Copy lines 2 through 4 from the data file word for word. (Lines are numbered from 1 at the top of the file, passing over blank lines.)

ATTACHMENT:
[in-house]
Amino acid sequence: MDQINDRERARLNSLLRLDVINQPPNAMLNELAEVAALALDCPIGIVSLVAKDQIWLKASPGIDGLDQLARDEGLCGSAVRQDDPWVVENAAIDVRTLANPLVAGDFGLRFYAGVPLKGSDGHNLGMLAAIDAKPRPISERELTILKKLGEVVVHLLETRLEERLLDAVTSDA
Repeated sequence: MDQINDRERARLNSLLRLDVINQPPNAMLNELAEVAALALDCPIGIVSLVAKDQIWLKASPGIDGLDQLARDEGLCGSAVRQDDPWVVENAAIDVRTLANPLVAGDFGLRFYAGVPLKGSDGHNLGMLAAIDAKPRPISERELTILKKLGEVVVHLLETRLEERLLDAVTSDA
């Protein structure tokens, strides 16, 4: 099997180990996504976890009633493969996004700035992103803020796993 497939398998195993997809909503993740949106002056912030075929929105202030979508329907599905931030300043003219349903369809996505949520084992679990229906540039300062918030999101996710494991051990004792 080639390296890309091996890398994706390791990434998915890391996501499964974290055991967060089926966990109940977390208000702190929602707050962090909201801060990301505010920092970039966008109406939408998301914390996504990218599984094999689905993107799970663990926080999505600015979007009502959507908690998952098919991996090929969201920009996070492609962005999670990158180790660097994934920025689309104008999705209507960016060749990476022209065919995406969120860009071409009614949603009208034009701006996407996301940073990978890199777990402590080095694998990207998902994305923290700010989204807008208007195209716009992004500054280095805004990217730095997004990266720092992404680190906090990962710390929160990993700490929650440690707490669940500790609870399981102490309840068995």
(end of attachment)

Amino acid sequence: MDQINDRERARLNSLLRLDVINQPPNAMLNELAEVAALALDCPIGIVSLVAKDQIWLKASPGIDGLDQLARDEGLCGSAVRQDDPWVVENAAIDVRTLANPLVAGDFGLRFYAGVPLKGSDGHNLGMLAAIDAKPRPISERELTILKKLGEVVVHLLETRLEERLLDAVTSDA
Repeated sequence: MDQINDRERARLNSLLRLDVINQPPNAMLNELAEVAALALDCPIGIVSLVAKDQIWLKASPGIDGLDQLARDEGLCGSAVRQDDPWVVENAAIDVRTLANPLVAGDFGLRFYAGVPLKGSDGHNLGMLAAIDAKPRPISERELTILKKLGEVVVHLLETRLEERLLDAVTSDA
């Protein structure tokens, strides 16, 4: 099997180990996504976890009633493969996004700035992103803020796993 497939398998195993997809909503993740949106002056912030075929929105202030979508329907599905931030300043003219349903369809996505949520084992679990229906540039300062918030999101996710494991051990004792 080639390296890309091996890398994706390791990434998915890391996501499964974290055991967060089926966990109940977390208000702190929602707050962090909201801060990301505010920092970039966008109406939408998301914390996504990218599984094999689905993107799970663990926080999505600015979007009502959507908690998952098919991996090929969201920009996070492609962005999670990158180790660097994934920025689309104008999705209507960016060749990476022209065919995406969120860009071409009614949603009208034009701006996407996301940073990978890199777990402590080095694998990207998902994305923290700010989204807008208007195209716009992004500054280095805004990217730095997004990266720092992404680190906090990962710390929160990993700490929650440690707490669940500790609870399981102490309840068995």